What’s holding companies back from hiring people with criminal records?

By Ben Paynter

People with criminal records have an exceptionally hard time finding a job: Between 60% and 75% of the formerly incarcerated remain unemployed one year after their release. Why can’t they get hired? Some employers might think employees don’t want to work alongside former felons. Others could point out that hiring managers and other corporate execs wouldn’t go for it. But both those ideas were proven false in a 2018 poll by the Charles Koch Institute (CKI) and Society for Human Resources Management (SHRM). Could it be that customers have a problem with it?

The Koch Institute and SHRM collaborated on yet another poll. It turns out that 78% of Americans are comfortable buying good or services from a company who hires ex-cons to directly interact with them. Logically, that’s not surprising. Why wouldn’t people who are okay hiring ex-offenders or working alongside them also be fine patronizing places that acted similarly?

“[Consumers] are comfortable interacting with people who may have been incarcerated, and it’s not factoring into their decisions about whether or not to go to a particular store or go to a particular restaurant,” says Vikrant Reddy, a senior research fellow at CKI, a nonprofit libertarian public policy research group named after its billionaire founder. “That’s just not how consumers think about these issues.”

It’s also an extremely valuable mindset considering the nation’s low employment rate. For recruiters, former convicts should represent an untapped talent pool. It’s a win-win for companies and the overtaxed justice system: lack of work plays a huge factor in recidivism.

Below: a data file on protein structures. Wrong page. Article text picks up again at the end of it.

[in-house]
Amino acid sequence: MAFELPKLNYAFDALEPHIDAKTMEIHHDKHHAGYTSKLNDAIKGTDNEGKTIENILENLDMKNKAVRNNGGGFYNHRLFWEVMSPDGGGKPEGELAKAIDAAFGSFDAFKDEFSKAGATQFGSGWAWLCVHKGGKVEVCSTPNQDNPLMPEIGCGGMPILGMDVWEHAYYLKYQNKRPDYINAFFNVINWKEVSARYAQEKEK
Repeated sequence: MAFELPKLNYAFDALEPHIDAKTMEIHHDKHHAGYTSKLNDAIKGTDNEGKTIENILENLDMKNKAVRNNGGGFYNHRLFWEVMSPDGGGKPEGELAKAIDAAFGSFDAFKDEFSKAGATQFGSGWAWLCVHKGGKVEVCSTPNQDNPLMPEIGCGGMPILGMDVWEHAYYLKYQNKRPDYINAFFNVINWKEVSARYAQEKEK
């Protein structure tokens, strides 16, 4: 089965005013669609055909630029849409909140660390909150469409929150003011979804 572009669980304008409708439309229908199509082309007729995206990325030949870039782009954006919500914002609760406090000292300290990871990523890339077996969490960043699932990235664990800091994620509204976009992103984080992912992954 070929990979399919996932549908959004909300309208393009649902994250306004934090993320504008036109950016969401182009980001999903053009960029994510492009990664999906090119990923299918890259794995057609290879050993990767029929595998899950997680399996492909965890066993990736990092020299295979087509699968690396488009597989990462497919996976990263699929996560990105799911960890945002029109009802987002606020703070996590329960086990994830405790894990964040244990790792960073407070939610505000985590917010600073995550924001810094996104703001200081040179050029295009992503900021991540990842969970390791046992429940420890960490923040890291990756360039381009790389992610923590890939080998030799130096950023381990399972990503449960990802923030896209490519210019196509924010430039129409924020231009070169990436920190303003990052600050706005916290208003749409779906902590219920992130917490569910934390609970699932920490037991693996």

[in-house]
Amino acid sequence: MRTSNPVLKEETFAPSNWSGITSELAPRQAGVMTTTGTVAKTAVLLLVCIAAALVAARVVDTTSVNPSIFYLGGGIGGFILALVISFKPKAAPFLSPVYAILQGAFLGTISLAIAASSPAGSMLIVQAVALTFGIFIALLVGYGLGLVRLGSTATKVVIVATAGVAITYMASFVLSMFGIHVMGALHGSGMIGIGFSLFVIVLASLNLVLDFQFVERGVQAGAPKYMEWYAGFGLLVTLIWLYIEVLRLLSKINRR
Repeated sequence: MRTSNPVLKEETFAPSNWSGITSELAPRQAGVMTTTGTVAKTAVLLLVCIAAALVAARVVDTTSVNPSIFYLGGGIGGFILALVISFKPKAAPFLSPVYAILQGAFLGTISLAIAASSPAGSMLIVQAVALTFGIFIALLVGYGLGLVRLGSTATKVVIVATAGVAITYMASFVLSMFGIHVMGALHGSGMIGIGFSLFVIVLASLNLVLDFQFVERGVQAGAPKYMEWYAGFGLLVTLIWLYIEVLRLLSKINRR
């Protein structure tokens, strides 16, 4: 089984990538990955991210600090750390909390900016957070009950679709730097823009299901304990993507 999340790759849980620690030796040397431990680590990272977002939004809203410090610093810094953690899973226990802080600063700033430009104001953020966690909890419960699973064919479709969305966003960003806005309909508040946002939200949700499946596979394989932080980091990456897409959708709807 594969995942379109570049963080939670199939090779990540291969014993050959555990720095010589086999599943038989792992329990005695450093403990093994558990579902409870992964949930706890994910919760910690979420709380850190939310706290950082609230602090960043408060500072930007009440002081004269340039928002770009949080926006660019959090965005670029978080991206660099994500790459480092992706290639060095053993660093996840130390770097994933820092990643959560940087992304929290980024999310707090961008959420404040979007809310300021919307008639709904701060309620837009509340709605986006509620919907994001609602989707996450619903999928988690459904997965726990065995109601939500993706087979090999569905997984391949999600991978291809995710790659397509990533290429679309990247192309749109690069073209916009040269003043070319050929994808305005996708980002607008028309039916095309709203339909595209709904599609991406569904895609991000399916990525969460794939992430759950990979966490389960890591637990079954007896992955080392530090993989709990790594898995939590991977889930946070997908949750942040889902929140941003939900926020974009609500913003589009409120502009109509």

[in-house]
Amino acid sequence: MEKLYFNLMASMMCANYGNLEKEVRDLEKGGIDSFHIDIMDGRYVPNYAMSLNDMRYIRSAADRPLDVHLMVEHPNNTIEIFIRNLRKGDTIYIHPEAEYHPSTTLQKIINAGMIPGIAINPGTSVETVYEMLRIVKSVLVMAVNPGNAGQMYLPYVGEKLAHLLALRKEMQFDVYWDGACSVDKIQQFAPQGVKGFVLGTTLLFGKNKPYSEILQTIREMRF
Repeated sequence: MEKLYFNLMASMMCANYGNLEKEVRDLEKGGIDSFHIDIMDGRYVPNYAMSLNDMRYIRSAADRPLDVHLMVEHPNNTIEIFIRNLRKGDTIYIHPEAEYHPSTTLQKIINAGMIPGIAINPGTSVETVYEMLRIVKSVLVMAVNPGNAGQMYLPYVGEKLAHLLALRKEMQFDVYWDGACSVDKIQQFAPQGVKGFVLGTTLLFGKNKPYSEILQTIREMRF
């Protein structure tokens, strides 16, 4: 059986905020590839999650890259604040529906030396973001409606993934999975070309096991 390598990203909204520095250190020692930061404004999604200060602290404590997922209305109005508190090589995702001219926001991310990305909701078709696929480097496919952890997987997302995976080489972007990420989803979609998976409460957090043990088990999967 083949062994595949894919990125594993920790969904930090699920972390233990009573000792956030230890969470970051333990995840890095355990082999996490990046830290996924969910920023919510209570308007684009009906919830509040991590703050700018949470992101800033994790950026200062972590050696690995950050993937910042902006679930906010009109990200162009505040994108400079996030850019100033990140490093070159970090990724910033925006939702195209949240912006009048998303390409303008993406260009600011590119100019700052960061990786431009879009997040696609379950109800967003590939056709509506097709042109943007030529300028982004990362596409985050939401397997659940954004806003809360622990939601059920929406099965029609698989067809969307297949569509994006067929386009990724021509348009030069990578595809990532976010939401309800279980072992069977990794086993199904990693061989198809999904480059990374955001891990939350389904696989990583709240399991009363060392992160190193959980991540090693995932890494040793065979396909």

The latest poll is based on a representative sample of more than 1,000 Americans conducted in mid-March 2019. To be fair, those same people did have some reservations, all of which seem an odd indictment of the prison industrial complex’s ability to truly reform. While the (again, vast) majority supported the idea of doing business directly with people who had criminal records, the margin in favor dropped to just 55% if the person had served five or more years and all the way to 31% if time served was for a violent offense.

For companies, the final hurdle may be that they just don’t know how to encourage more opportunities because they’re stuck in an antiquated hiring system. SHRM countered that in late January 2019 by launching Getting Talent Back to Work, an initiative that offers an online tool kit and additional guidance for all types of organizations. While the exact ways they institute that may vary, companies and trade groups representing 60% of the workforce have taken a related pledge to give ex-offenders a fair chance at employment including the National Restaurant Association, National Retail Federation, U.S. Chamber of Commerce, and Koch Industries. That defeats any argument about no one seeming ready to take action.


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